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Chris Grayling has been announced as the Secretary of State for Justice following a Ministerial reshuffle. He replaces Ken Clarke who will remain in the cabinet as minister without portfolio.
The first non-lawyer to be appointed Lord Chancellor, Mr Grayling was previously Minister of State for Employment at the Department for Work and Pensions.
The Epsom and Ewell MP is popular among right-wing Tory MPs for his Eurosceptic views and tough stance on crime. He is likely to make prison reform his priority in an attempt to show voters that the Conservatives are "tough on crime".
Ken Clarke was often accused by the tabloids and right-wing members of his party as being unable to stand up to the European Court of Human Rights, following rulings on prisoners right to vote and the initial failed attempts to deport Abu Qatada.
Mr Grayling was criticised in 2010 after saying that a Christian couple who ran a bed and breakfast should be allowed to turn away gay couples because of their sexuality.
Maura McGowan QC, the Vice-Chairman of the Bar Council has called on Mr Grayling to put access to justice top of his priorities. "The Ministry of Justice is facing substantial challenges not least the implementation of the Legal Aid, Sentencing and Punishment of Offenders Act. This measure will reduce effective access to justice for many vulnerable individuals. Cuts in the MoJ's budget for the administration of justice come at a time when the prison population remains very high, placing further strains on the Ministry's depleted resources.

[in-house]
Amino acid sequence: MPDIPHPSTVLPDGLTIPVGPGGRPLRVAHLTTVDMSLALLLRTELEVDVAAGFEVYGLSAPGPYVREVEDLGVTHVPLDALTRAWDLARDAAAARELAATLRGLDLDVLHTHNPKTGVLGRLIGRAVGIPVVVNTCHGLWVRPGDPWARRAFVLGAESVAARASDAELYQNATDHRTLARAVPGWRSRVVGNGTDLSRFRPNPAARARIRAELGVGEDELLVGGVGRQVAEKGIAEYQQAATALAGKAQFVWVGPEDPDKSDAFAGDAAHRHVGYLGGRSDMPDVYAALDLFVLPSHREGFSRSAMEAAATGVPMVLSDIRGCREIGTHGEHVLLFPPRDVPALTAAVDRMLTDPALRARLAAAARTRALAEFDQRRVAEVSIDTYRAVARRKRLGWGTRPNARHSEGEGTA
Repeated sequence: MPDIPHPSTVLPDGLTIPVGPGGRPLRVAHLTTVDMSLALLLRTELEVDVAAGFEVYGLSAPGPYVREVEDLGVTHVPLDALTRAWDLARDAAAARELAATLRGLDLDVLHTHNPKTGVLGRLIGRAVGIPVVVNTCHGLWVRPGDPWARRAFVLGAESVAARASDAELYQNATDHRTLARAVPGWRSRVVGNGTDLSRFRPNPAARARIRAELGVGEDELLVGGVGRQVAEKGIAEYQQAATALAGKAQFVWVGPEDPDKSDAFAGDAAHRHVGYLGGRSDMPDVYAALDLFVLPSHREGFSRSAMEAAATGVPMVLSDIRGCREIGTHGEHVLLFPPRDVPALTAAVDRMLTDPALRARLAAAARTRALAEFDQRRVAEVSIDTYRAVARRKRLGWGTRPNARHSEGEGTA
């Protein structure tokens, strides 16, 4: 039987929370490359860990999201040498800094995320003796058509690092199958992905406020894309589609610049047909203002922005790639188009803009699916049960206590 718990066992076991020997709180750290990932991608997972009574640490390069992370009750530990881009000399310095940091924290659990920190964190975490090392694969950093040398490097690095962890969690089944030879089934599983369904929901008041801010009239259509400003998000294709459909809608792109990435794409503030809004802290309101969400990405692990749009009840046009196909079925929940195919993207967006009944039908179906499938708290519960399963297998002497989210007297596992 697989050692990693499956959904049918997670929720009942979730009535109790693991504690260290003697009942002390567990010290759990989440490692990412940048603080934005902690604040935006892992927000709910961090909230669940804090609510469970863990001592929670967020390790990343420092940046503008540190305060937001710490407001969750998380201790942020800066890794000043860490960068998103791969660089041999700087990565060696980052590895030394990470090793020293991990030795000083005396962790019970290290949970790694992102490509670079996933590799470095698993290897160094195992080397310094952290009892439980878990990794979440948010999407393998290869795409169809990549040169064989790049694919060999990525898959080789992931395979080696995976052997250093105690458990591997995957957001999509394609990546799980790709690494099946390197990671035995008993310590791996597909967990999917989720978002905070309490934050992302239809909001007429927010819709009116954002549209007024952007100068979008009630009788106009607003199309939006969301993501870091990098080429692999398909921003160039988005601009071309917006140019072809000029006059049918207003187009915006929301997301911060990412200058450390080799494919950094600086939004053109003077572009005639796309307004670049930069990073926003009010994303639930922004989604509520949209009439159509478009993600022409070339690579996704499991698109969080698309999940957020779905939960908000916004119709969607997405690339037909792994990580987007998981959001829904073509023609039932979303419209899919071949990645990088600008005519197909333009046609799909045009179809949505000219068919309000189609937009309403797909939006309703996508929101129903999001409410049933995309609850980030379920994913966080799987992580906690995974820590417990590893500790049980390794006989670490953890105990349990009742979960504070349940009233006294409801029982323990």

"The new Justice Secretary should signal his intention to give access to justice his priority. Whatever challenges the Ministry faces, it has a fundamental obligation to ensure that everybody is able to access justice, regardless of their means. Mr Grayling must resist adding to the already punitive cuts which the last Government and Coalition Government have presided over."
The other ministers in the department are:
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